The goddess's soul, alongside the souls of two other deities, are transferred from their respective shrines into portable shrines called mikoshi and are carried throughout town by local men. Five hundred years of tradition are ritualistically observed during the transfer of the deities' souls from the shrines to the mikoshi and through streets of Fujiyoshida so as not to anger them and consequently incite an eruption.

On the first day of the festival, two mikoshis are carried out from their protective shelter at the Suwa Shrine (a component part of Sengen Shrine) and are tied to large shoulder beams for transport. The first of the portable shrines is called Myōjin-mikoshi meaning "shrine of the great god" and is in the shape of a miniature shrine. This is mikoshi transports the soul of the goddess of Mount Fuji. The second is a replica of Mount Fuji or Mikagé-mikoshi, meaning "mirror (image) of the mountain," called Oyama-mikoshi, and carries the souls of the goddess's husband and father who are enshrined in Suwa Shrine. There is a rule that during the procession of the mikoshi through the streets, Myōjin-mikoshi takes the lead and Oyama-mikoshi follows.

The climax of the mikoshi procession occurs as Myōjin-mikoshi enters the Kamiyoshida Community Center, which serves as the Otabisho, the mikoshis' temporary resting place. The entrance to the Otabisho is tied off with a traditional Japanese shimenawa rope. The shimenawa is ceremonially cut by the phoenix on top of Myōjin-mikoshi as it is carried over the threshold and into the resting space. This procedure is a testament to the skill of the mikoshi carriers also known as sekko, as the mikoshi are incredibly heavy and difficult to maneuver.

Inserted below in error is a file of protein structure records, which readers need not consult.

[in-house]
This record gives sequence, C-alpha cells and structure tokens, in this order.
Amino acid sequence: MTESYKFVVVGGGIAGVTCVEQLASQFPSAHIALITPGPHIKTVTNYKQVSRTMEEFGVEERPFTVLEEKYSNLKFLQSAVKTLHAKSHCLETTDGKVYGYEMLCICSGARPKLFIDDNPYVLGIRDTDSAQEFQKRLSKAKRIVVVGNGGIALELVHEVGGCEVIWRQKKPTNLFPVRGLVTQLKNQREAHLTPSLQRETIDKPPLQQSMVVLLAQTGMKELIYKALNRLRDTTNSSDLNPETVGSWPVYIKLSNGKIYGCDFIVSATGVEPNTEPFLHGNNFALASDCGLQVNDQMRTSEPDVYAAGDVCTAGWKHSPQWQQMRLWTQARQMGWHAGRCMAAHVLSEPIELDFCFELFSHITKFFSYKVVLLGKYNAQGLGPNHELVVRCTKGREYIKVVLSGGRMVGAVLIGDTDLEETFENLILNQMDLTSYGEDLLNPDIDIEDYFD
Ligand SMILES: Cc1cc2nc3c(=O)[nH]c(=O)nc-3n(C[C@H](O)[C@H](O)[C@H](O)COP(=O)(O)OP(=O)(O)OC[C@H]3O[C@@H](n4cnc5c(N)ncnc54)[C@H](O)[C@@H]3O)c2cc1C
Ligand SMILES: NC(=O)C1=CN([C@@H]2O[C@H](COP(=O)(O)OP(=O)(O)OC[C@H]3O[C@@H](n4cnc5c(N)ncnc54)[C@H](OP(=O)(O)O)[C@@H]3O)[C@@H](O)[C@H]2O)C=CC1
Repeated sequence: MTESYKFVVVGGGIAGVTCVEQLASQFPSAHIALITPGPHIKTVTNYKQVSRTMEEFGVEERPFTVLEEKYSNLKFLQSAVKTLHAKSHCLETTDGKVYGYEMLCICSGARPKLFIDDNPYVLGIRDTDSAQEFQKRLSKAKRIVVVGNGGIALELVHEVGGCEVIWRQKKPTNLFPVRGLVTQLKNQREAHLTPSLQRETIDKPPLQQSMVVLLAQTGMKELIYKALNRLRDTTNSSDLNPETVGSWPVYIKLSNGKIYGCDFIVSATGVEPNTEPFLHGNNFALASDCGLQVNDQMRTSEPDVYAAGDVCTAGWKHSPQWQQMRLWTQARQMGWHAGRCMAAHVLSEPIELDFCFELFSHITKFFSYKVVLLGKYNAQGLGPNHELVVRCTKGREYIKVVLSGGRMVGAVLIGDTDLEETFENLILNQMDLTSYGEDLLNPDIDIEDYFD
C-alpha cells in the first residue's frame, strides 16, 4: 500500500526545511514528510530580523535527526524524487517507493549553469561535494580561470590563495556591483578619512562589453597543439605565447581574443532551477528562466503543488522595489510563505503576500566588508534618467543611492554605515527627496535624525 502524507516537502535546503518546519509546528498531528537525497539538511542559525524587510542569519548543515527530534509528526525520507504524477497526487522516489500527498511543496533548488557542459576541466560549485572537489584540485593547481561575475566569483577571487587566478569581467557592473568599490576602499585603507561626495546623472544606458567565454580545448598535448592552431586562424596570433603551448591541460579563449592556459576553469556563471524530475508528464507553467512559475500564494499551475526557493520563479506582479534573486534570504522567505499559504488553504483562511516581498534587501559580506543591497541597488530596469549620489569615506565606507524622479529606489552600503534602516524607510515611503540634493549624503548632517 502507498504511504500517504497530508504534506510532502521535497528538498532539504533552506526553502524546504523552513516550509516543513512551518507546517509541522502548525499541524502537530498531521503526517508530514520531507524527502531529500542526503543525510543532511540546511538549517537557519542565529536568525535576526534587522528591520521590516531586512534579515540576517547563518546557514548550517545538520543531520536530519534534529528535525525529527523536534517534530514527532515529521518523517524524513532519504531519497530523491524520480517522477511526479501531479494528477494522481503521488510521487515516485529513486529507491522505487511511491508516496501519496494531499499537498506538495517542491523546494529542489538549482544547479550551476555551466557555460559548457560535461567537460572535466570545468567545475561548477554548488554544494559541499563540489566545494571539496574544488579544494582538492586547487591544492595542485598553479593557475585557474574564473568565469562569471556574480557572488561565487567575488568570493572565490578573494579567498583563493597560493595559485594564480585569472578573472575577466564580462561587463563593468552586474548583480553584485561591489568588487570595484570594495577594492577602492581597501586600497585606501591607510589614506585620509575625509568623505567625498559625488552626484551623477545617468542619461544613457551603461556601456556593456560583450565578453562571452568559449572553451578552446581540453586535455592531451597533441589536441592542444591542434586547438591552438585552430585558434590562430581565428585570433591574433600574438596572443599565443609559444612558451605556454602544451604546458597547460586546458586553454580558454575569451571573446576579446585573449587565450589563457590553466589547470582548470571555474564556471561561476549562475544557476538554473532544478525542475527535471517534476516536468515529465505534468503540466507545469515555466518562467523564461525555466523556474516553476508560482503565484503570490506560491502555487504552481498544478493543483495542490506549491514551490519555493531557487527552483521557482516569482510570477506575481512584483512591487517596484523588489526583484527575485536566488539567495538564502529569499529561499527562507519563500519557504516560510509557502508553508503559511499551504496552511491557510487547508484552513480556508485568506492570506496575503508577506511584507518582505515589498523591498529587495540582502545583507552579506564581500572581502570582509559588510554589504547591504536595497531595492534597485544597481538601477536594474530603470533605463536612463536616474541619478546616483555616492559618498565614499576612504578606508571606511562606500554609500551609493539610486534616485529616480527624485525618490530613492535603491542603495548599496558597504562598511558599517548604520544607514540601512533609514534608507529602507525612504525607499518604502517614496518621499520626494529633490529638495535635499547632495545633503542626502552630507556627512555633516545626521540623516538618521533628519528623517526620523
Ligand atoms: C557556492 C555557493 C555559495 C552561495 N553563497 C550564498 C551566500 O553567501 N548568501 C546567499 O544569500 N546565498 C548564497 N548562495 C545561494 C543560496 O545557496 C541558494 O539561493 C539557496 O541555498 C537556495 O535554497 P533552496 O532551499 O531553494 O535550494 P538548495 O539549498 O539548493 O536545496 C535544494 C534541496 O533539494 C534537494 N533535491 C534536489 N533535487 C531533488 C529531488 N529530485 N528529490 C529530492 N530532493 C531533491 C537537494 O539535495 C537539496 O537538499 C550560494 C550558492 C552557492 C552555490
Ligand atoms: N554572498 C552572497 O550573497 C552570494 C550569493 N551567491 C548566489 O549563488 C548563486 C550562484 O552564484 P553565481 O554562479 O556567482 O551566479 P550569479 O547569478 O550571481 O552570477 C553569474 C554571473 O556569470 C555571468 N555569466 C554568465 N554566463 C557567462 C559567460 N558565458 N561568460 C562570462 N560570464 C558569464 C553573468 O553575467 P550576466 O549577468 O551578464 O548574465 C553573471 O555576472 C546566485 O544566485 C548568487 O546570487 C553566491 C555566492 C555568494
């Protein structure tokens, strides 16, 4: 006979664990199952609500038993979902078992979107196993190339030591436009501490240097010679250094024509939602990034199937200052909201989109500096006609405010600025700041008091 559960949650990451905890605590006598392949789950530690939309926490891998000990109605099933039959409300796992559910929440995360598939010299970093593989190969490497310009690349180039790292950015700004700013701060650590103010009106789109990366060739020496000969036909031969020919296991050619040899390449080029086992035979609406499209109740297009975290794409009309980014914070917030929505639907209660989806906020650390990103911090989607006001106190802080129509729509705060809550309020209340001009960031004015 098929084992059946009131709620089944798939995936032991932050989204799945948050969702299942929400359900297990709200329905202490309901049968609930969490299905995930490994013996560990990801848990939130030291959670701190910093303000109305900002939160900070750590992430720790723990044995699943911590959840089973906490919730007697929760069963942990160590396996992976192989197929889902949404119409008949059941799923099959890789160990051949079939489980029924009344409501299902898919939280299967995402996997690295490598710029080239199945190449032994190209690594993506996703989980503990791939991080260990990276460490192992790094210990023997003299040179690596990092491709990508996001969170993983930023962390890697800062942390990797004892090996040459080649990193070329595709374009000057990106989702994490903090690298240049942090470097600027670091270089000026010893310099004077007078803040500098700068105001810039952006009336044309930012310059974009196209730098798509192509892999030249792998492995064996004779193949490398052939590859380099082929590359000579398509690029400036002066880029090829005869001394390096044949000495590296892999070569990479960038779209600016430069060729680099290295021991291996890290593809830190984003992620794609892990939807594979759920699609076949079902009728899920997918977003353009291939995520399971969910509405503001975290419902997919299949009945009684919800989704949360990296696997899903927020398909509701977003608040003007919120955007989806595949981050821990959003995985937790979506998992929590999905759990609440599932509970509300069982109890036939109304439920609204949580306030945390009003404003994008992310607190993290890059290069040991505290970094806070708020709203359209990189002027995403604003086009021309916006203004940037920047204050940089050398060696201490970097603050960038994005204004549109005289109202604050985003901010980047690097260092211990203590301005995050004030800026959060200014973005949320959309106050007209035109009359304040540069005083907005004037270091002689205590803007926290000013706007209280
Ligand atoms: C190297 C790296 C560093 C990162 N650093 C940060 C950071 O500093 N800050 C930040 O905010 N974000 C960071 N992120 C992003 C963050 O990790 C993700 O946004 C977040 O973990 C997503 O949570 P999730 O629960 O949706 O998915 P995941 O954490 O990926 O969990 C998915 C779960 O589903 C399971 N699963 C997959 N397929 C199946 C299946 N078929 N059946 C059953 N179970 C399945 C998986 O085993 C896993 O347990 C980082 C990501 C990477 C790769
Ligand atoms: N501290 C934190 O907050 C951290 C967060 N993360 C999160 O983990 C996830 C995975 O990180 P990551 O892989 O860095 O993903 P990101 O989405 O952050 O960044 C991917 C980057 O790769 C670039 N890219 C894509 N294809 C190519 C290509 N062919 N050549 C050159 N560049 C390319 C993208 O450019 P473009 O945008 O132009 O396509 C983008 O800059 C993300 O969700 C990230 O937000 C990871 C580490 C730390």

The mikoshi remain at the Otabisho for the remainder of the night through the following afternoon and are visited by crowds of spectators from far and wide. The taimatsu torches blaze late into the night and with their eventual dimming comes the end of the first night of the festival.

The second day of the festival is dedicated to the ceremonial return of the deities to their rightful places at Sengen and Suwa Shrines. The mikoshi are once again transported on the shoulders of local men back throughout the city streets. The procession first makes its way to the Omikuraishi a historic stone thought to be the sacred location where the Suwa Shrine deities were formerly enshrined. A brief ritual is performed here before the mikoshi make their final journey back to the sacred grounds of Sengen Shrine.

Once the mikoshi arrive at the shrine, the Takamagahara ritual is performed. This intense ritual involves running the mikoshi around the grounds seven times. In a blur of intensity, the mikoshi, carriers and onlookers participate in the dizzying ritual prior to seeing the deities off to their rightful homes. Once the final transfer and rituals are performed, the Fire Festival comes to a peaceful end.

Check out more photos and video footage of the festival on its official website!
 

Oyama Mikoshi is heartily paraded through the streets